facebook5 Practical Budgeting Tips to Help You Beat Inflation in Singapore (April 2022)
48
shares

Advertisement

070422 Beat Inflation Singapore

5 Practical Budgeting Tips to Help You Beat Inflation in Singapore (April 2022)

profileJoel Koh

Inflation in Singapore April 2022

In Singapore’s context, inflation measures the rate at which the prices levels of goods and services in the economy increase over time. This causes a decrease in purchasing power of the currency as more money is needed to buy the same product now compared to the past.

Here’s how this works. For example, back in the 90s, chicken rice used to only cost $1 per plate, and¬†$10¬†could buy you¬†10¬†plates of chicken rice.

Today, chicken rice now costs about $3.50 per plate, and this means that the same $10 can only buy you slightly less than three plates of chicken rice today.

For reference, overall inflation or the Consumer Price Index (CPI) inflation rose to 4.3% y-o-y in February 2022 compared to 4.0% y-o-y in January 2022.

Source: SingStat

The CPI measures ‘the cost of a fixed basket of goods and services commonly consumed by resident households’ as seen in the figure below:

Whereas the Monetary Authority of Singapore (MAS) Core Inflation in February 2022 fell to 2.2% year on year (y-o-y), down from 2.4% y-o-y in January 2022.

This figure excludes private road transport and accommodation costs, subject to short-term fluctuations.

Aside from these official figures, you would have probably noticed that almost everything around you getting more expensive.

But we got you!

Here are five practical tips to beat inflation in Singapore!


TL;DR: How to Flight Inflation in Singapore (April 2022)


1. Cook More Using Ingredients Purchased From Supermarket Discount Schemes

Generally, cooking at home saves you money in the long run. But, you might have to invest quite a bit into cooking equipment at the start if you want to prepare a simple meal of rice and dishes.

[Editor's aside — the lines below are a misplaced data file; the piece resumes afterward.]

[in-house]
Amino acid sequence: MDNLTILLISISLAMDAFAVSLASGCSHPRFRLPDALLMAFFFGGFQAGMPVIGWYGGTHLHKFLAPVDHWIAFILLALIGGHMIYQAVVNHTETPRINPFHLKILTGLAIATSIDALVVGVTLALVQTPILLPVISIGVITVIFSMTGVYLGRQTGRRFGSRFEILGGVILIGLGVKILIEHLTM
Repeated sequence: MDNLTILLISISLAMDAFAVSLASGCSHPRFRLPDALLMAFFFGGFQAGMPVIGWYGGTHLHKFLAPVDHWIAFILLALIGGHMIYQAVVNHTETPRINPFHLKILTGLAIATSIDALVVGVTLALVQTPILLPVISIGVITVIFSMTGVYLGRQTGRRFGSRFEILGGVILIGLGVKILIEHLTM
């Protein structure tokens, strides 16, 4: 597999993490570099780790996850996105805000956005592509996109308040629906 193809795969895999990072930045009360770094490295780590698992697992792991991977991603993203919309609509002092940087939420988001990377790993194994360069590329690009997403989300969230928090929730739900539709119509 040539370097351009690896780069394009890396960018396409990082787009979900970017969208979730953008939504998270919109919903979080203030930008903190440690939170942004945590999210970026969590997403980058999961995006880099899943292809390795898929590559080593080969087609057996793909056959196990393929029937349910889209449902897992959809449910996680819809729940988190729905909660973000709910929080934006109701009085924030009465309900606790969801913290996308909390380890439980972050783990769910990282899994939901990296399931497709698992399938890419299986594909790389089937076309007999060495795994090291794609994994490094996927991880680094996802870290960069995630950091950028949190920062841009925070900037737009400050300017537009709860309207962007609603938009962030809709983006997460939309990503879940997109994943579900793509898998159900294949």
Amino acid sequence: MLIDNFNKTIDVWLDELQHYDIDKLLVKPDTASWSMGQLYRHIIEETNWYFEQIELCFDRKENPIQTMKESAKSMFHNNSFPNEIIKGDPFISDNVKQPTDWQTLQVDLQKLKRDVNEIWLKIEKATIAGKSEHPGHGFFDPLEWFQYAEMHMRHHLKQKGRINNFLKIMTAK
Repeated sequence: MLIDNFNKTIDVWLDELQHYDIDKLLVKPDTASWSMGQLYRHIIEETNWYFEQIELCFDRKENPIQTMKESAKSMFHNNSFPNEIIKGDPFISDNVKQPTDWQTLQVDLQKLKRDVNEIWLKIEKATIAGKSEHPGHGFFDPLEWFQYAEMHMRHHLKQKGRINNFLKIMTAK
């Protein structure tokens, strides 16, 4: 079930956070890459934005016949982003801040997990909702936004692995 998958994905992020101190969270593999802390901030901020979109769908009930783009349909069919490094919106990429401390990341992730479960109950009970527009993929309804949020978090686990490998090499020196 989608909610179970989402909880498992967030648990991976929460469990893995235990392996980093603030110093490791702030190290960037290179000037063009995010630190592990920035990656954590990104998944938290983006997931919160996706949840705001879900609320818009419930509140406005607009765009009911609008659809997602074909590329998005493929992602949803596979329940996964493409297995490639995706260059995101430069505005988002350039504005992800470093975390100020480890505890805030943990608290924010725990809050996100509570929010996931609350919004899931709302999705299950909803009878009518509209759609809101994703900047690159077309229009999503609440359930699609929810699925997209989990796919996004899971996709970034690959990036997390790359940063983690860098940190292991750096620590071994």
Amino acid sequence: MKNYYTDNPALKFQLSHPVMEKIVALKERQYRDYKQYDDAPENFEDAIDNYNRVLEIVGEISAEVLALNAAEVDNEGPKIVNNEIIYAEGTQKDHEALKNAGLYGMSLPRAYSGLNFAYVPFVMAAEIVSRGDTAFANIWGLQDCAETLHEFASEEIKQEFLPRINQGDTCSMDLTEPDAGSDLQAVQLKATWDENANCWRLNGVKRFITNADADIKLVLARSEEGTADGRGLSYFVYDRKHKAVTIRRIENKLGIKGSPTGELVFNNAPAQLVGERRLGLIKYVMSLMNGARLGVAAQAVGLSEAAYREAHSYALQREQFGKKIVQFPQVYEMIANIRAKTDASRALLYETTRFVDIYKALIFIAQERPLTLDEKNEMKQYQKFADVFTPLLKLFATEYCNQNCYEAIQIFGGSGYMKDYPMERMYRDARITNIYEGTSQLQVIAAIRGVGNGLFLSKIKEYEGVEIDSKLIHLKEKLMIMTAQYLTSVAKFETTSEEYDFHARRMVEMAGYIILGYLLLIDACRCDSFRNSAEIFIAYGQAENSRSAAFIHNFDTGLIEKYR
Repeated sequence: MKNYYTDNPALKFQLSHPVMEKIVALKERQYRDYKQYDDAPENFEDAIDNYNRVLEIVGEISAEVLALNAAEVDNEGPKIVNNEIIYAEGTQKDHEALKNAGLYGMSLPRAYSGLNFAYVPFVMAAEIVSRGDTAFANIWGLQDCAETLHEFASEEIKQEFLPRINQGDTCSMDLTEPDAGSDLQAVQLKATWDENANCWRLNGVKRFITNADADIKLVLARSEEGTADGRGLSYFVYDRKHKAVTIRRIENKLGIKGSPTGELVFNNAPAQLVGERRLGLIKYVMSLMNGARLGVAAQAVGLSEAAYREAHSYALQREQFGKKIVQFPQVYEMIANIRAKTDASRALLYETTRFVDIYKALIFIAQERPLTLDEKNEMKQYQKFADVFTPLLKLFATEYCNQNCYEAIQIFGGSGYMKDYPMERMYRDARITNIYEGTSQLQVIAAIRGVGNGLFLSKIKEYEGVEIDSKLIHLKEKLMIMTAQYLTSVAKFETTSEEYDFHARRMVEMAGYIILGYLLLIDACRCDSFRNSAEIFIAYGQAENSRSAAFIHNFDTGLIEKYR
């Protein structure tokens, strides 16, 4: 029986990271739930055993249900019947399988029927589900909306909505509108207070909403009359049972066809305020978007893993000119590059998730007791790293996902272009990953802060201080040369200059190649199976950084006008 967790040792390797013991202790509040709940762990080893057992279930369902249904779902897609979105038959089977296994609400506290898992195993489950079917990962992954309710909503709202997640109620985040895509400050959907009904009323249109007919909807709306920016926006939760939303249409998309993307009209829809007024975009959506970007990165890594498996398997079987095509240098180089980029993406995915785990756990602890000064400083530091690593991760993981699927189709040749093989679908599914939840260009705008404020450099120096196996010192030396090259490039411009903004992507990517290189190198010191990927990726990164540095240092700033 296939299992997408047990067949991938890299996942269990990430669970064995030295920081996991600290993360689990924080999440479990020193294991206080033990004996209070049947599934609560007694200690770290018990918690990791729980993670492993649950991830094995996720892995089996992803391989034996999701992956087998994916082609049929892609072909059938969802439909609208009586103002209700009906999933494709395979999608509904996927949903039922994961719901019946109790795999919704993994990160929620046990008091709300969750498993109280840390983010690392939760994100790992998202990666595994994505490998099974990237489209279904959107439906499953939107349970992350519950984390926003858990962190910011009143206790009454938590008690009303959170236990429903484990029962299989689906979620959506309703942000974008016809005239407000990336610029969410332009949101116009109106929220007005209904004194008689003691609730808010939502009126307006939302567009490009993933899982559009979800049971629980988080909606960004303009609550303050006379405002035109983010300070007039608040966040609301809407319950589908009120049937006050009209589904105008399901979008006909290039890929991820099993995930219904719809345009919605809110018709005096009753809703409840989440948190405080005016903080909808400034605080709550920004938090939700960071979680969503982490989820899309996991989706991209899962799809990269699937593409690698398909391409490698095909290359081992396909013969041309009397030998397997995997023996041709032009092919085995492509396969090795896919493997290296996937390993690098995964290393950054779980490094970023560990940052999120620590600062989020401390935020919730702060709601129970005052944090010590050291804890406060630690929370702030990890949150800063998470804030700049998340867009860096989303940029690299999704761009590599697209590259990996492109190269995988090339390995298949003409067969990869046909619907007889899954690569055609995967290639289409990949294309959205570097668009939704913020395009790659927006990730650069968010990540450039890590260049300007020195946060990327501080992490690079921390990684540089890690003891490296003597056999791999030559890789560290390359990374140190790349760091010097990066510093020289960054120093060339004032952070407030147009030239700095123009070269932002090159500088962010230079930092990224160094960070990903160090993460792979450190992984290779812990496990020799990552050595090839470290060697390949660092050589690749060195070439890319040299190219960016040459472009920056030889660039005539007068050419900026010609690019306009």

How Much it Costs to Cook at Home in Singapore

  • 1X Mahsuri Oyster Sauce: $1.95
  • 1X Salt (500g): $0.50
  • 1X Ground Pepper (50g): $1.85
  • 1X Lee Kum Kee Light Soy Sauce: $1.50
  • 1X Giant Vegetable Oil (2L): $3.90
  • 1X Meadows Thai Honmali Rice New Crop (5KG): $13
  • 9X Sio Peck Chye (220g): 9 for $6
  • 1X Fresh Chicken Non-Halal (~1.4kg): $7.60
  • 2X Corn and Soya Eggs (10S, 600g): $6.40.

In sum, this is enough food for around three days and will only cost you about $4.30 for about 10 meals or about $4.30 a meal for the first week.

But here’s the thing, it will get cheaper in the long run as the rice and oil can be used for more meals.

As time goes by, you will acquire more equipment and spices most cooks worth their salt would own.

But at the start, you might have to invest quite a bit.

In addition, you can purchase these ingredients and take advantage of the many discount schemes:

That’s not all; Giant has an ongoing Lower Prices That Last campaign (till September 2022) with discounts on about 800 household essentials, fresh food items, and personal care products that stack with the Senior Citizen Discount:

Source: Giant

In addition, NTUC FairPrice also has a 5 per cent discount on 100 daily staples on Fridays till 31 December 2022.

2. Buy Used or Refurbished Items

So here’s the thing.

In 2020, the National Environmental Agency (NEA) reported that about 5.88 million tonnes of solid waste were generated in Singapore, of which 3.04 million tonnes were recycled.

This is enough waste to fill about 11,300 Olympic sized swimming pools, which are 50 metres long, 25 metres wide, and are at least two metres deep!

Source: The New Paper | Singapore Sports Hub Pool

That’s an unimaginable amount of trash being thrown away each day.

So much so that anecdotally, The Stratis Times reported that: